NY approves education plan to submit for federal approval

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A committee for the State Board of Regents Monday approved a plan laying out the state's goals for its education system as required by the sweeping federal education law called the "Every Student Succeeds Act," also known as ESSA.

ESSA was signed into law in December 2015 to replace No Child Left Behind and gives states more flexibility in how they evaluate and intervene in struggling schools. New York has been working on its plan for more than a year with input from educators and the community.

State officials say the plan expands measures for school and student success, and requires school-level improvement plans for the lowest performing schools.

In another action, the State Board of Regents also took a step toward replacing the controversial Common Core standards by approving the "Next Generation Learning Standards."

The new standards are designed to make up for what Common Core lacked, including an emphasis on play for young students, age-appropriate education and flexibility when it comes to measuring students of different abilities and languages.

The actions on ESSA and the new learning standards were taken in response to outcry from parents, teachers and students over testing and school accountability that began rocking the state shortly after Common Core was implemented eight years ago.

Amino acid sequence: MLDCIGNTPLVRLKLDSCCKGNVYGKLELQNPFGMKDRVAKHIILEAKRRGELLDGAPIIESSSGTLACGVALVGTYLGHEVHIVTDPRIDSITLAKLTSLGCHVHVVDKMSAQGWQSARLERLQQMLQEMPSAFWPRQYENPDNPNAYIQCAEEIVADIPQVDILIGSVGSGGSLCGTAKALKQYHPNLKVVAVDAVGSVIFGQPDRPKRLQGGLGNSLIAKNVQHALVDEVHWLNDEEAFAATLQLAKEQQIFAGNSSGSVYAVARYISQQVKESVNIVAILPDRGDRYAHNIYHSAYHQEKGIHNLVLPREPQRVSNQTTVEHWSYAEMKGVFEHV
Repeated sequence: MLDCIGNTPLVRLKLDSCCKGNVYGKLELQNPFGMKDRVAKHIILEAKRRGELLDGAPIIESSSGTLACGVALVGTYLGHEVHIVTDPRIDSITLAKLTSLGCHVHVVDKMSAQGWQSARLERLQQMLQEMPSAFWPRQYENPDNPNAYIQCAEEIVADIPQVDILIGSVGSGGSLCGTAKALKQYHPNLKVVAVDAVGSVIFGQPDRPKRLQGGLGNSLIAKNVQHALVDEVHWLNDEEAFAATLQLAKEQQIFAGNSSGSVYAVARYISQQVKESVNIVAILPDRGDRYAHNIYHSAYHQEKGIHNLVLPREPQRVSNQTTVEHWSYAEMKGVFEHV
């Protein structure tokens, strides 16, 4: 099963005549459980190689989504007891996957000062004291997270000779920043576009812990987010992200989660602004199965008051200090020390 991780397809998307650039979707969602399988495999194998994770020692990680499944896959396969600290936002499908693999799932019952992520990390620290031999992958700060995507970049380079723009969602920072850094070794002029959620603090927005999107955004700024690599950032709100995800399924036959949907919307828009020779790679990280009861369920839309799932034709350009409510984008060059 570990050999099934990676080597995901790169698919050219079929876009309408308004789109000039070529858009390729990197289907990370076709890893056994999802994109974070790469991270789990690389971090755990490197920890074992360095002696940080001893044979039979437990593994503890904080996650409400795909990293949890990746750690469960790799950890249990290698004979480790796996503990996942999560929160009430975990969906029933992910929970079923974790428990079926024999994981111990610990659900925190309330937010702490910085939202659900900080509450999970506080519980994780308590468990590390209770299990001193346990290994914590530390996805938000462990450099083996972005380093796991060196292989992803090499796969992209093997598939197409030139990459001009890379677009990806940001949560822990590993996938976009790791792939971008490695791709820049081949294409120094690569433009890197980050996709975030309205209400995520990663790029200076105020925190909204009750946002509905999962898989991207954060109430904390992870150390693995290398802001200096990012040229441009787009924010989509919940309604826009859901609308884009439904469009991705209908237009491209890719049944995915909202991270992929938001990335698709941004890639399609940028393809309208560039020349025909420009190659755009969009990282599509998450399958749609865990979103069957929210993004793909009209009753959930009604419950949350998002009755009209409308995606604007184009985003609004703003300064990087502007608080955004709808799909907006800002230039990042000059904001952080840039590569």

Deborah Brooks, whose daughter has opted out of taking state tests for the past five years, says the new standards are incomplete and inappropriate. She says the tests are shorter under the new plan but still the same in content.

"I feel that it is not an improvement because the federal government missed a golden opportunity to ditch test-based accounting measures that were shown to be a resounding failure under No Child Left Behind," she says.

The new guidelines are slated to take effect during the 2020-21 school year. Until then, Common Core standards will continue to be in effect.

AP Wire Services contributes to this report.

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